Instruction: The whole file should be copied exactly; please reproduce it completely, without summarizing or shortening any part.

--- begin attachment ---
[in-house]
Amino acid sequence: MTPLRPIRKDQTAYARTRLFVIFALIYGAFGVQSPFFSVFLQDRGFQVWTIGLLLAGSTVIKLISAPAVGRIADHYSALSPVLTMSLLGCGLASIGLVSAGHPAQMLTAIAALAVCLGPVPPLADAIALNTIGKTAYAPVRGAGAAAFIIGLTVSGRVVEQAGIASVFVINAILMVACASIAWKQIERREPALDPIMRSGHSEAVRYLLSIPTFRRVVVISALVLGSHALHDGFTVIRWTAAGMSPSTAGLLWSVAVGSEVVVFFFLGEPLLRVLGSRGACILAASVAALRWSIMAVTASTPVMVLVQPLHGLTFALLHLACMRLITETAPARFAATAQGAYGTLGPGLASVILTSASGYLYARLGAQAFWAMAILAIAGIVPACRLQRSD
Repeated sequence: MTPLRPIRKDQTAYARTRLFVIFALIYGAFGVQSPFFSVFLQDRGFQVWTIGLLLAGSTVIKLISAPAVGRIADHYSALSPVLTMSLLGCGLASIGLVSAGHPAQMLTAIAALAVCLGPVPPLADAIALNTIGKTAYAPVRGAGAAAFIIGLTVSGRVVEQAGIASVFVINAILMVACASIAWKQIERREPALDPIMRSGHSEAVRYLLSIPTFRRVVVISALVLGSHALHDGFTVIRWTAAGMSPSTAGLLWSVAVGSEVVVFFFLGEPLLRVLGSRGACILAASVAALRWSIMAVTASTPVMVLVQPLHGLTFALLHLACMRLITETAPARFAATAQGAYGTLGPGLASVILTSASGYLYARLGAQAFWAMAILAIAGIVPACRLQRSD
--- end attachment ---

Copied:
[in-house]
Amino acid sequence: MTPLRPIRKDQTAYARTRLFVIFALIYGAFGVQSPFFSVFLQDRGFQVWTIGLLLAGSTVIKLISAPAVGRIADHYSALSPVLTMSLLGCGLASIGLVSAGHPAQMLTAIAALAVCLGPVPPLADAIALNTIGKTAYAPVRGAGAAAFIIGLTVSGRVVEQAGIASVFVINAILMVACASIAWKQIERREPALDPIMRSGHSEAVRYLLSIPTFRRVVVISALVLGSHALHDGFTVIRWTAAGMSPSTAGLLWSVAVGSEVVVFFFLGEPLLRVLGSRGACILAASVAALRWSIMAVTASTPVMVLVQPLHGLTFALLHLACMRLITETAPARFAATAQGAYGTLGPGLASVILTSASGYLYARLGAQAFWAMAILAIAGIVPACRLQRSD
Repeated sequence: MTPLRPIRKDQTAYARTRLFVIFALIYGAFGVQSPFFSVFLQDRGFQVWTIGLLLAGSTVIKLISAPAVGRIADHYSALSPVLTMSLLGCGLASIGLVSAGHPAQMLTAIAALAVCLGPVPPLADAIALNTIGKTAYAPVRGAGAAAFIIGLTVSGRVVEQAGIASVFVINAILMVACASIAWKQIERREPALDPIMRSGHSEAVRYLLSIPTFRRVVVISALVLGSHALHDGFTVIRWTAAGMSPSTAGLLWSVAVGSEVVVFFFLGEPLLRVLGSRGACILAASVAALRWSIMAVTASTPVMVLVQPLHGLTFALLHLACMRLITETAPARFAATAQGAYGTLGPGLASVILTSASGYLYARLGAQAFWAMAILAIAGIVPACRLQRSD